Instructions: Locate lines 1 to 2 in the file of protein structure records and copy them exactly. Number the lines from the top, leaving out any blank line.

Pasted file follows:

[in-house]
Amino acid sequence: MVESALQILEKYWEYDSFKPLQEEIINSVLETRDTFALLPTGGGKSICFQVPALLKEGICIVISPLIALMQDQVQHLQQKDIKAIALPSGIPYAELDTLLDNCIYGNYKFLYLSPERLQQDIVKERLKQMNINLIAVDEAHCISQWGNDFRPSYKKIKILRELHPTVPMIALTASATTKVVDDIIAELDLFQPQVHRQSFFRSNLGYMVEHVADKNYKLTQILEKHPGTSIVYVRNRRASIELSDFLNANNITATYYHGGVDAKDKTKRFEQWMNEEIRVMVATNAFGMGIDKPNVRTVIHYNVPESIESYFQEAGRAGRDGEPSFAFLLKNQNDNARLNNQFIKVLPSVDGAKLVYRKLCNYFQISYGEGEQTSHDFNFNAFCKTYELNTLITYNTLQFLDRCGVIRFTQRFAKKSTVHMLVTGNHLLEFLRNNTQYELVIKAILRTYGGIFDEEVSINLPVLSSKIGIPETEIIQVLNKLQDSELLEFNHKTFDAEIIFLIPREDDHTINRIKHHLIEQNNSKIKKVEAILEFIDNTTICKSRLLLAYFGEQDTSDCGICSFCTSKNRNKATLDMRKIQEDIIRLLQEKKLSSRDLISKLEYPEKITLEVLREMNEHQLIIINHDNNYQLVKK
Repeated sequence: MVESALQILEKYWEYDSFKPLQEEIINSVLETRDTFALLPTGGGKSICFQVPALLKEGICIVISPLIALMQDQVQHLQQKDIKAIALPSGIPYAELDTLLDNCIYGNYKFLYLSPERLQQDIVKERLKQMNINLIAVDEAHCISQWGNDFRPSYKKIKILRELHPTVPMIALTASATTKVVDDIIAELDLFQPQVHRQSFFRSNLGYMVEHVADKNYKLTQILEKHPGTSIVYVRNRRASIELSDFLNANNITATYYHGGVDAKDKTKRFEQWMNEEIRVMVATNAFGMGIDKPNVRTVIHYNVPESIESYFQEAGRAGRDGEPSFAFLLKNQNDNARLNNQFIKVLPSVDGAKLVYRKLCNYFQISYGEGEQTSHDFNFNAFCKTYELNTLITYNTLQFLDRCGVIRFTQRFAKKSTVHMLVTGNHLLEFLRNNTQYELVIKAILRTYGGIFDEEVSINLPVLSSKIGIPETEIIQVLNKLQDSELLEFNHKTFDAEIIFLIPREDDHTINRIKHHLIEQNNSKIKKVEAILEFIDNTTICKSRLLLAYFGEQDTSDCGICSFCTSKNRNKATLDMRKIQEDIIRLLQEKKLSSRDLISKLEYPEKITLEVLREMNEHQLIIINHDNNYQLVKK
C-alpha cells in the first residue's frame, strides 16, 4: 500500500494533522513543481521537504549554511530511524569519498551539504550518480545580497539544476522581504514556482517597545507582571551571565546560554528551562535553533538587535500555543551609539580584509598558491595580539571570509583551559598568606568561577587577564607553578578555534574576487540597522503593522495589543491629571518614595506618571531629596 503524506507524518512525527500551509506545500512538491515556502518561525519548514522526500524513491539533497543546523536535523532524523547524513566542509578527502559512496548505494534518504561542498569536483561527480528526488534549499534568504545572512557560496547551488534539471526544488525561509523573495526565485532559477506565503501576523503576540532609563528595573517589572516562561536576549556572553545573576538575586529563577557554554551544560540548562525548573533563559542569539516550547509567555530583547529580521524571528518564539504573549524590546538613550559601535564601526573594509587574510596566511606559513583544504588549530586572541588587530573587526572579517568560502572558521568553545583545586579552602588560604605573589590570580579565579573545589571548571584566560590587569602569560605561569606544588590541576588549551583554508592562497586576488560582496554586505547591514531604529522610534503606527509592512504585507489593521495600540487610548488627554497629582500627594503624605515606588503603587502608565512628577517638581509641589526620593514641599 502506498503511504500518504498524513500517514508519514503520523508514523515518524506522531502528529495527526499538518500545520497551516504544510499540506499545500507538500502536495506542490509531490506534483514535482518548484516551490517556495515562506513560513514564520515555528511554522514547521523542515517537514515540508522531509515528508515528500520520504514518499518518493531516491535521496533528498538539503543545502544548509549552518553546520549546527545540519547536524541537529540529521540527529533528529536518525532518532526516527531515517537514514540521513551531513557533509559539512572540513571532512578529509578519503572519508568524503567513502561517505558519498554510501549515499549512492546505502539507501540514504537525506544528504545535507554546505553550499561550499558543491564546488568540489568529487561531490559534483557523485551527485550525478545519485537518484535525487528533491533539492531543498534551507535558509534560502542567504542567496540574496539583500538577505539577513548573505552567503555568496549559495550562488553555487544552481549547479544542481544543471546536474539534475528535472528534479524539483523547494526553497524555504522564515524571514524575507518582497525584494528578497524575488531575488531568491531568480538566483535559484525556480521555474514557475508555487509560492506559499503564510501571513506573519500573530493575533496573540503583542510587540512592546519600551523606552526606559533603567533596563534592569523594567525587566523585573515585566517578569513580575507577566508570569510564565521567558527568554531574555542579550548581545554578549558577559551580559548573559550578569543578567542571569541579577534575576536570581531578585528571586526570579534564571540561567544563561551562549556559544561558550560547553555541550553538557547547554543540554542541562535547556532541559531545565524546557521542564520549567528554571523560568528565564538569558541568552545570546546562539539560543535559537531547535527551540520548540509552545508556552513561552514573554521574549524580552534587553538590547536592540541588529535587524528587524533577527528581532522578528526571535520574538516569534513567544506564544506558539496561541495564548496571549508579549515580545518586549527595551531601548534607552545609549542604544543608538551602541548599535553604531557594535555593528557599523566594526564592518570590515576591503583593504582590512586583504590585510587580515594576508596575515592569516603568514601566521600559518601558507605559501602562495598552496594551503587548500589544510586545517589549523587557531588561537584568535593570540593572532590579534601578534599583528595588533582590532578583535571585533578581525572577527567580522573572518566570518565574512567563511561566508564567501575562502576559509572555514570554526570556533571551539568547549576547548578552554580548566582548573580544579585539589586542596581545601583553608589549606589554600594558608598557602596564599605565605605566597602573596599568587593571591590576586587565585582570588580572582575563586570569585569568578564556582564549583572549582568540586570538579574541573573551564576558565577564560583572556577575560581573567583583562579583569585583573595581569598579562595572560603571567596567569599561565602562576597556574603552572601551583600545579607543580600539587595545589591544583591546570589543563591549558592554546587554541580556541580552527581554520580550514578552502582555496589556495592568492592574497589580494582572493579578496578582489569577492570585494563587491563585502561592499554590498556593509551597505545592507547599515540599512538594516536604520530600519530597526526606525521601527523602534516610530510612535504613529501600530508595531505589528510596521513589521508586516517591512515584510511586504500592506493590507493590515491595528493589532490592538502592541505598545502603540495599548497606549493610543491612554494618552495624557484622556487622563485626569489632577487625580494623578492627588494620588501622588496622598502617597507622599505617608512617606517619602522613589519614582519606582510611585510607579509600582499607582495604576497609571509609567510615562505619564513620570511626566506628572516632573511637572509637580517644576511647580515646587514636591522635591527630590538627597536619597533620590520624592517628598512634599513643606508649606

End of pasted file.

[in-house]
Amino acid sequence: MVESALQILEKYWEYDSFKPLQEEIINSVLETRDTFALLPTGGGKSICFQVPALLKEGICIVISPLIALMQDQVQHLQQKDIKAIALPSGIPYAELDTLLDNCIYGNYKFLYLSPERLQQDIVKERLKQMNINLIAVDEAHCISQWGNDFRPSYKKIKILRELHPTVPMIALTASATTKVVDDIIAELDLFQPQVHRQSFFRSNLGYMVEHVADKNYKLTQILEKHPGTSIVYVRNRRASIELSDFLNANNITATYYHGGVDAKDKTKRFEQWMNEEIRVMVATNAFGMGIDKPNVRTVIHYNVPESIESYFQEAGRAGRDGEPSFAFLLKNQNDNARLNNQFIKVLPSVDGAKLVYRKLCNYFQISYGEGEQTSHDFNFNAFCKTYELNTLITYNTLQFLDRCGVIRFTQRFAKKSTVHMLVTGNHLLEFLRNNTQYELVIKAILRTYGGIFDEEVSINLPVLSSKIGIPETEIIQVLNKLQDSELLEFNHKTFDAEIIFLIPREDDHTINRIKHHLIEQNNSKIKKVEAILEFIDNTTICKSRLLLAYFGEQDTSDCGICSFCTSKNRNKATLDMRKIQEDIIRLLQEKKLSSRDLISKLEYPEKITLEVLREMNEHQLIIINHDNNYQLVKK